Book Review – Situated Language and Learning
Games Paul Gee’s second incursion into game scholarship follows the footsteps of his previous work, What Video Games have to Teach us about Learning and Literacy (2003), in the sense that instead of looking at games exclusively it uses games to explain and improve on educational practices and theories. While in his previous work Gee talks about video games, learning, and literacy, in this work he talks about education in a more general context. This work’s subtitle is truly fit for what it does – critique traditional schooling by showing what games do better than schools in regards to teaching.
Gee opens his work with reflections on how school children do not learn to read, not in the sense of decoding, but in the sense of comprehension, specially with specialist varieties of language. He argues that the phenomenon called the fourth grade slump, a problem where children who seem to be able to read during their early ages cannot comprehend texts beyond the 4th grade level, is due to the lack of exposure to specialist language during their early development. Gee argues that using games like Pokemon and Yu-Gi-Oh train children on how to learn specialist varieties of language, as these games themselves contain a lot of technical words. The majority of the book, then, continues to do the same – point out the educational system’s shortcomings and show how games put into practice some of the best contemporary theories of learning.
There are, however, two points which stand out among the rest. Gee’s arguments on situated learning and on affinity spaces seem to be the most outstanding section of this book.
Traditional schooling, gee argues, consists more about dry lectures and memorization of facts than it does about actual practice and experience, and according to Gee, and many contemporary learning theories, it is in practice and experience where learning actually takes place. Gee argues that, for example, in physics lessons, students should not be listening to extended lectures on the topic, but practicing and experiencing physics by engaging on experiments. This learning through experience is what Gee calls situated learning. Gee then proceeds to explain how Rise of the Nations provides for situated learning of the game. He calls tutorials ‘supervised sandboxes’ which allow the player to try out the game and how to play it. This is something that classrooms do not do. In the sections that talk about situated learning, Gee is truly at his best.
Gee’s other outstanding section deals with affinity spaces. In order to get his point across to the reader, Gee compares the notion of affinity spaces to a similar concept often applied in educational settings: the community of practice. Both in an affinity space and a community of practice a group of people get together to engage with a certain activity. The difference between the two ideas, according to Gee, is that the connotation of a community of practice implies a sense of belonging – if someone des not belong to a specific community (for example 8th grade science students from St. George’s Middle School) they will not be allowed to engage with the activity. In affinity spaces, on the other hand, The other problem Gee has with communities of practice is the notion of practice – an activity engaged with in order to improve, but never put into actual, situated use. Affinity spaces, however, allow for both practice and situated use.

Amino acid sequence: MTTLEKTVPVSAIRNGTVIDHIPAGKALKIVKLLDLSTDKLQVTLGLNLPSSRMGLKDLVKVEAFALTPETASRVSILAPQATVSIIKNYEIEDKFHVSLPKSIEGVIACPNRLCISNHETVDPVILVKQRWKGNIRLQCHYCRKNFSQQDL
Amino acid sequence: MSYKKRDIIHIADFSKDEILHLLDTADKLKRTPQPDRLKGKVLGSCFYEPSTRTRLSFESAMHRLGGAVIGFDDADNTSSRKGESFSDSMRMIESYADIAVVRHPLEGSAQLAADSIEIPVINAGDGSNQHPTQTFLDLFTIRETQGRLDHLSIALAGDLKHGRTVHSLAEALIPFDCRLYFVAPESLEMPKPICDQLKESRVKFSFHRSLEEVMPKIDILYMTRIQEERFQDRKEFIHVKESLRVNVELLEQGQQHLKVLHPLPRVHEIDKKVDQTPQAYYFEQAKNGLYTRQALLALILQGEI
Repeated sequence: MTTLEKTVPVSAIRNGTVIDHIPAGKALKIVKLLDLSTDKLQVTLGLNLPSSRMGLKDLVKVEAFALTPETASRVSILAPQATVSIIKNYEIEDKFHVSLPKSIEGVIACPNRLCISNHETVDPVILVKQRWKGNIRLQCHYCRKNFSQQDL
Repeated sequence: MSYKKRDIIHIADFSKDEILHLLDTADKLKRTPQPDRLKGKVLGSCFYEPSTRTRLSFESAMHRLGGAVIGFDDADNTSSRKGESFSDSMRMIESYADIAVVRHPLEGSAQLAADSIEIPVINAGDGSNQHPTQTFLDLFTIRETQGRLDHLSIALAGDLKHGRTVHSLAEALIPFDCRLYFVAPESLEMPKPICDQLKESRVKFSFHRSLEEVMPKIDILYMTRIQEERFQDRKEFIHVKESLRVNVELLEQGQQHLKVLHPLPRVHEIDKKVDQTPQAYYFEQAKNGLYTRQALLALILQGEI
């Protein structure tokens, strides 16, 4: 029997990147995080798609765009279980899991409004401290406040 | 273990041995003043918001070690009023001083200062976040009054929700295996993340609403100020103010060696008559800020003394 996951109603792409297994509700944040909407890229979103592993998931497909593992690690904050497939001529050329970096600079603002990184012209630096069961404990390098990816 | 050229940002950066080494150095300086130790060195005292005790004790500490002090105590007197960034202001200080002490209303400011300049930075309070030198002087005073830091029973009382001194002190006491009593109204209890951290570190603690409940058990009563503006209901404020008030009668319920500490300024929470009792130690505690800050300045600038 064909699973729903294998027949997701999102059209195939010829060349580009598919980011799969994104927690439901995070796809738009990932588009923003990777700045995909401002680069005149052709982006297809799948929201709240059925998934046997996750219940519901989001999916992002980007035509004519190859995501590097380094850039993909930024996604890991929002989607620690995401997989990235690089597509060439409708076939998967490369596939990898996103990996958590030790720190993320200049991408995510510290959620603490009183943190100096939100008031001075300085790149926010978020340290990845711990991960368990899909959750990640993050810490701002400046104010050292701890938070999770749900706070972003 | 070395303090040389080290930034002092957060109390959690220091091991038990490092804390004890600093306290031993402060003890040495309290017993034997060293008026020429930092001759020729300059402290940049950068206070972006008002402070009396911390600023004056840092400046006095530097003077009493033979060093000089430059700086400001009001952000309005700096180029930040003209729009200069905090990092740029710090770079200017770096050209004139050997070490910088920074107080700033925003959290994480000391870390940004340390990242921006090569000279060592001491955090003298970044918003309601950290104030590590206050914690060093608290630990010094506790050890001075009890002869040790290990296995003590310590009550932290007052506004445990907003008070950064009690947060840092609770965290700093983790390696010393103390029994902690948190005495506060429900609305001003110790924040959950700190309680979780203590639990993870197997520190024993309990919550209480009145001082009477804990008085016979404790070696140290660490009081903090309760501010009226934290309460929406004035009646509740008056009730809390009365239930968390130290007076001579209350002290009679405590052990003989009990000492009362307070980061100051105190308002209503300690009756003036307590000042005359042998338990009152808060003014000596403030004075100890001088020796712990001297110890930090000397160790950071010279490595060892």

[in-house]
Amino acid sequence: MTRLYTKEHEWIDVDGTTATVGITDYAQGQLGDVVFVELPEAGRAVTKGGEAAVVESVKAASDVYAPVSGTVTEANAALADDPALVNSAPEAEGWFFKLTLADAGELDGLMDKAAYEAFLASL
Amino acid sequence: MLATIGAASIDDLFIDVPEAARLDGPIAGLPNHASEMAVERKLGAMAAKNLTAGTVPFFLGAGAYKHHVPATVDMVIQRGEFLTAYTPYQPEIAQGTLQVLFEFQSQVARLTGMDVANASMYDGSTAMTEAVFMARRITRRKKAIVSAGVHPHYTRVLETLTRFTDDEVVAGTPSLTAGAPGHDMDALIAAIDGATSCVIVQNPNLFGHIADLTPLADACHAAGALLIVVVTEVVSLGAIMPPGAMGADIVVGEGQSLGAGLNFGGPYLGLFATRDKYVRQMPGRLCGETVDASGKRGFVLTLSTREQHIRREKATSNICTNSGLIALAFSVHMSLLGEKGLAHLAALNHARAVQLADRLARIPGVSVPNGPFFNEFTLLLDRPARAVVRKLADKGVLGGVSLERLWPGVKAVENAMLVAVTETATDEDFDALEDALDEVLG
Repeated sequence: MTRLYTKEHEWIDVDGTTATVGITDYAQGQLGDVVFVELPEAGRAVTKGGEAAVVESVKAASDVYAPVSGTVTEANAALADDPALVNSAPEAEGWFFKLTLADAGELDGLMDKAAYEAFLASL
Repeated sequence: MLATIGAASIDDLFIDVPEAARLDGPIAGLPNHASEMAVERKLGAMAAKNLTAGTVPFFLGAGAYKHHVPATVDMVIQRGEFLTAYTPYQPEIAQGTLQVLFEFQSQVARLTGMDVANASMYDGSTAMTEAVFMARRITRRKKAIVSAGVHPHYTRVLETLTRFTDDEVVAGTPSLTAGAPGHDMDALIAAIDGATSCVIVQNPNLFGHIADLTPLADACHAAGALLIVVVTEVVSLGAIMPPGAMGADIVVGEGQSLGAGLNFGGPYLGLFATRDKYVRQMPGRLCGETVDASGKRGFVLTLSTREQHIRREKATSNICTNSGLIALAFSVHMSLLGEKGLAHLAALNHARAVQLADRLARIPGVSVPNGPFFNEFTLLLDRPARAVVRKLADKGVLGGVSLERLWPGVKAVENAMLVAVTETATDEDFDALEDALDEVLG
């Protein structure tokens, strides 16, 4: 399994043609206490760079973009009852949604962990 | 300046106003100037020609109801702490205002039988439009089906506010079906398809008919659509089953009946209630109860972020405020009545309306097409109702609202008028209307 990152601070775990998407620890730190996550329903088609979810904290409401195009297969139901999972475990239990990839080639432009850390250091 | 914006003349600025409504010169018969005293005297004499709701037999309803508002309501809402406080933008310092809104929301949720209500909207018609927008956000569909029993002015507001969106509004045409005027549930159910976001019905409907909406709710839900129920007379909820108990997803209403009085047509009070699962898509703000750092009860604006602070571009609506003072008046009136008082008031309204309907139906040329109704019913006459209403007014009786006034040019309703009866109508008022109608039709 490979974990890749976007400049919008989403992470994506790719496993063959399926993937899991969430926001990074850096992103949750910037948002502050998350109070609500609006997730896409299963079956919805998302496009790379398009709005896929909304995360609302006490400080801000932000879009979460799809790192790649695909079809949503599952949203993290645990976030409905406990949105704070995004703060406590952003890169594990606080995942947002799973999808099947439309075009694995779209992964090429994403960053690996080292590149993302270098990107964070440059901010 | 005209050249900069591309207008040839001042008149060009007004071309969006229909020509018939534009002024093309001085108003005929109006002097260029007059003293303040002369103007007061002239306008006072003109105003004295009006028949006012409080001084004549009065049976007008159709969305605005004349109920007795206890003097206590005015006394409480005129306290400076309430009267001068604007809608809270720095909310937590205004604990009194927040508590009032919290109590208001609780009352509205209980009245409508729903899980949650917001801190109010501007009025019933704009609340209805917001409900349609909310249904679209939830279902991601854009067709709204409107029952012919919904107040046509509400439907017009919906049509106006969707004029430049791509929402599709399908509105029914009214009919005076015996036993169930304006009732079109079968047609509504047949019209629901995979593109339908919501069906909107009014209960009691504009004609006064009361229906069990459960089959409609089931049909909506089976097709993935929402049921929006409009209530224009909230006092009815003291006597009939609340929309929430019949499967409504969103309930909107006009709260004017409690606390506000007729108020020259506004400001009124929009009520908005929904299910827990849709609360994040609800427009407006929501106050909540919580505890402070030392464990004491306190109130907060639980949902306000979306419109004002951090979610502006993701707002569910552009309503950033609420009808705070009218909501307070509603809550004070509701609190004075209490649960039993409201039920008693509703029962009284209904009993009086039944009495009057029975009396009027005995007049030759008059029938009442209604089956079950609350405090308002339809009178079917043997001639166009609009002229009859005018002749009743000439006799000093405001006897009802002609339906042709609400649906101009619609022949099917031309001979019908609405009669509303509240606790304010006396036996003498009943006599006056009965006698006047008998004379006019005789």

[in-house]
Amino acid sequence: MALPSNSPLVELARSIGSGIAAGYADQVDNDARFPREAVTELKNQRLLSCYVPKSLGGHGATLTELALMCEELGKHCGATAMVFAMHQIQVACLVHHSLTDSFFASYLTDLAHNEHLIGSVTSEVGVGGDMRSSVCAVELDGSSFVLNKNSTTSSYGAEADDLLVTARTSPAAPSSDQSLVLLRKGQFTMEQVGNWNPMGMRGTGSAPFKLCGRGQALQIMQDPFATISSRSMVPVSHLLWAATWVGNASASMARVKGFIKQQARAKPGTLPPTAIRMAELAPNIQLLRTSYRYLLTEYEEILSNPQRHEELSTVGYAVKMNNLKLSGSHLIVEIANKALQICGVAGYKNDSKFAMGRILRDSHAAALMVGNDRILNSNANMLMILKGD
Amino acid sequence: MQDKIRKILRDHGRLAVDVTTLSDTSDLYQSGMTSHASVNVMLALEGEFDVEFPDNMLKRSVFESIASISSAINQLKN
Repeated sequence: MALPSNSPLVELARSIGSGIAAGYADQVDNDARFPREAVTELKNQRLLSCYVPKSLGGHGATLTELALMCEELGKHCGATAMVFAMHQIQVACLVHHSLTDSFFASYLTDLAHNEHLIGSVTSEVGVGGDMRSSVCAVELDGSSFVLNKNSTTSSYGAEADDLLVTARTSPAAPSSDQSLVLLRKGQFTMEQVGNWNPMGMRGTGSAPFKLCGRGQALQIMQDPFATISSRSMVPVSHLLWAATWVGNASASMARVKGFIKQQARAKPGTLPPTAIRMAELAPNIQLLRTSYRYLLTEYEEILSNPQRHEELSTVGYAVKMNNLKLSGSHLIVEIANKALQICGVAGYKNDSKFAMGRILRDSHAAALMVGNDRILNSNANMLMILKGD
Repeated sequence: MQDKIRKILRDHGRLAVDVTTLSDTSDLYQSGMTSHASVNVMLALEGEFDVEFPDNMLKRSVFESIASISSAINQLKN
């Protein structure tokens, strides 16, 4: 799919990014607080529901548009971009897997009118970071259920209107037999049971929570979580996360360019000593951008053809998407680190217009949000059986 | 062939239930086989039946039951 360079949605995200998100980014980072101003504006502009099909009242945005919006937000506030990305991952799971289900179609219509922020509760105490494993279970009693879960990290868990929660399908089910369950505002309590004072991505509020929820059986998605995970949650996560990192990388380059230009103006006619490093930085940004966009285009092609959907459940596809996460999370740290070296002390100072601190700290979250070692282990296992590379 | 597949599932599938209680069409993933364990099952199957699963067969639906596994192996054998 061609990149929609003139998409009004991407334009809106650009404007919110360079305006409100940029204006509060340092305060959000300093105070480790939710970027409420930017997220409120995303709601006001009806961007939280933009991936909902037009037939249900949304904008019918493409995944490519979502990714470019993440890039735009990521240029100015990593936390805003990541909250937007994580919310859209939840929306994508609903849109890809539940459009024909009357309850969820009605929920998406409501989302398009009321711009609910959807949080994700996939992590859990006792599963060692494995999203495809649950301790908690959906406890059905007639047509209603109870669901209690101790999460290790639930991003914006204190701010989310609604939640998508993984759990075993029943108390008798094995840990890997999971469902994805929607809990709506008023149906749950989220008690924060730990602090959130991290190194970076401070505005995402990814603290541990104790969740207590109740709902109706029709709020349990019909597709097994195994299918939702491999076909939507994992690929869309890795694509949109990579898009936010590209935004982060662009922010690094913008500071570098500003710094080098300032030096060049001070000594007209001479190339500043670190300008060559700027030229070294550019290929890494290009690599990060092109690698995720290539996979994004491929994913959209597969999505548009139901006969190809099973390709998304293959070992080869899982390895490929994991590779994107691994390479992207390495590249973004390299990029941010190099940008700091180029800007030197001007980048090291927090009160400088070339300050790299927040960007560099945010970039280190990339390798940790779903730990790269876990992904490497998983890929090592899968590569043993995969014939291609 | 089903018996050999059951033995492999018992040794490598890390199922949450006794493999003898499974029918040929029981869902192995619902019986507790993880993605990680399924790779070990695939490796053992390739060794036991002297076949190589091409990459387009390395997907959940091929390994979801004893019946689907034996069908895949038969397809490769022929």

Overall, the book is well written, and the language used is mostly appropriate. Reading Gee try to avoid academic language by using terms like “Lots of times” instead of “a lot of times” tends to become annoying after the first few pages, but the coherence of argument and the eloquence with which he puts forth his ideas more than make up for Gee’s assumptions of colloquial language use. Still, the greatest flaw of this book is possibly found not in the book itself but in the expectations of the reader. After reading Gee’s previous work dealing with games (2003) which focused first on games and second on literacy (and even then literacy was linked strongly to games), a reader expecting a book on game-based education (as I was) might be disappointed, as the book focuses on education and how educators and policy makers could learn from educational principles implemented in games.
Although Gee’s book does talk about games, they are treated as models of educational learning and not as games. The focus on the book is not games, but education, which makes the book an excellent addition to any educator’s library. The book’s ideas might influence teachers to change the way they handle their classes for the better. However, someone who is interested purely in games – rules of play, narrative, history, or effects on society – will be disappointed.